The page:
Turning 22 - Mass. Rehabilitation Commission

  • Description
  • Funding History
  • Proposals

The Mass. Rehabilitation Commission Turning 22 program funds services for eligible young adults with disabilities who have graduated from special education. This line item pays only for the share of services provided during the transition year in which the young adult turns 22.

When students with disabilities reach their 22nd birthday, they are no longer eligible for the services to which they were entitled under the state’s special education laws. Chapter 688 of the Acts of 1983 (the “Turning 22” law) provides that each young adult will have a personalized transition plan describing the potential service needs for this young adult, but does not guarantee that the Commonwealth will provide those services.

The Massachusetts Rehabilitation Commission (MRC) offers vocational rehabilitation services to young adults with a physical or mental impairment. To be eligible for services, a young adult must be able to benefit from and require these services for successful employment. Services tend to be time-limited. MRC provides services based on priorities referred to as "order of selection."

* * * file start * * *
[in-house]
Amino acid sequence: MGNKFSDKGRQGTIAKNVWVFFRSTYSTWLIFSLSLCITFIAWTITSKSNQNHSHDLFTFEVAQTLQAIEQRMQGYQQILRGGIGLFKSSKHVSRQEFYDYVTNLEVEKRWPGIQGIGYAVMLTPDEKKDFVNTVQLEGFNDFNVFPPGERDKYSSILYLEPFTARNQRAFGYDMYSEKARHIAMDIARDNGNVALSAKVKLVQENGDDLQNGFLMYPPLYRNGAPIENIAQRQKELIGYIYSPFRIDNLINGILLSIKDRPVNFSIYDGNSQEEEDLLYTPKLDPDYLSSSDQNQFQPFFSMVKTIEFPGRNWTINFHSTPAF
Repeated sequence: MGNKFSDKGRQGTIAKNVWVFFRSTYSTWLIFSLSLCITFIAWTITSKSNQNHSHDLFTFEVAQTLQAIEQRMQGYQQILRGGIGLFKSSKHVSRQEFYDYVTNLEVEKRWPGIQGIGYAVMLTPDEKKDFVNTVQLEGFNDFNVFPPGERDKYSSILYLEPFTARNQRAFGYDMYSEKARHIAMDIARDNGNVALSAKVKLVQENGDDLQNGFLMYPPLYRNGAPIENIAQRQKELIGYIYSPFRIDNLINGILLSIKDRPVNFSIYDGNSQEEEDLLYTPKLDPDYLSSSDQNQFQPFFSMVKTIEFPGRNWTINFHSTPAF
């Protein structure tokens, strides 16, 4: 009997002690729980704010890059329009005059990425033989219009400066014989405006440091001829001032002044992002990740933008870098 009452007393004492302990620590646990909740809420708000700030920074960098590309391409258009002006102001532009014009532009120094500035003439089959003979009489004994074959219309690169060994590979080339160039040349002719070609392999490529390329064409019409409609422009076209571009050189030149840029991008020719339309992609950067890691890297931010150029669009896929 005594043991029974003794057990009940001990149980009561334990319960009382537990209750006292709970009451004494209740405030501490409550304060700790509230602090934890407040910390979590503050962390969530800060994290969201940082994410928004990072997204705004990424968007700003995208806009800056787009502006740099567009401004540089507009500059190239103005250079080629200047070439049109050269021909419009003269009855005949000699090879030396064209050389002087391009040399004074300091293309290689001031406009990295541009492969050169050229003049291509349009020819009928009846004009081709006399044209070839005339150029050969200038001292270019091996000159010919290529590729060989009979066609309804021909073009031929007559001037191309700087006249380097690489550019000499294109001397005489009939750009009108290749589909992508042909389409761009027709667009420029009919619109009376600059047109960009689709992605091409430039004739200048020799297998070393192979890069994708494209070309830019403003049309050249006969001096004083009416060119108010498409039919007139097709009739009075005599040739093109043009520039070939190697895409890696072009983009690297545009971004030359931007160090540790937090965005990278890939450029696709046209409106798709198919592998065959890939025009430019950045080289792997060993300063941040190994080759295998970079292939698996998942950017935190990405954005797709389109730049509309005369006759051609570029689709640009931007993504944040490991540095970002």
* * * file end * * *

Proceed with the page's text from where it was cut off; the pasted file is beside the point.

In addition, MRC supports a Turning 22 Independent Living Program, providing transition services for young people who have a severe physical disability with a mobility impairment who need residential services after high school graduation or upon turning 22. The program is based on an "independent living philosophy."

The MRC Supported Living Program is for young adults who are in a special education school, who are between 18 and 22 years of age, are their own legal guardian, and have a severe physical disability with mobility impairment. Case coordinators help the students manage their daily activities, and staff work with school personnel to coordinate services for students who will be graduating.

The Transition to Adulthood Program (TAP) provides supports for students aged 14-22 (primarily from the Mass. Hospital School) who have physical disabilities who have mobility impairments. Trainers, who themselves have a disability, provide advocacy, skills training, and peer counseling to young people with disabilities in their school setting.

The MRC Turning 22 program can also purchase adaptive equipment for items designed to increase a consumer’s independence.

Updated February 2017

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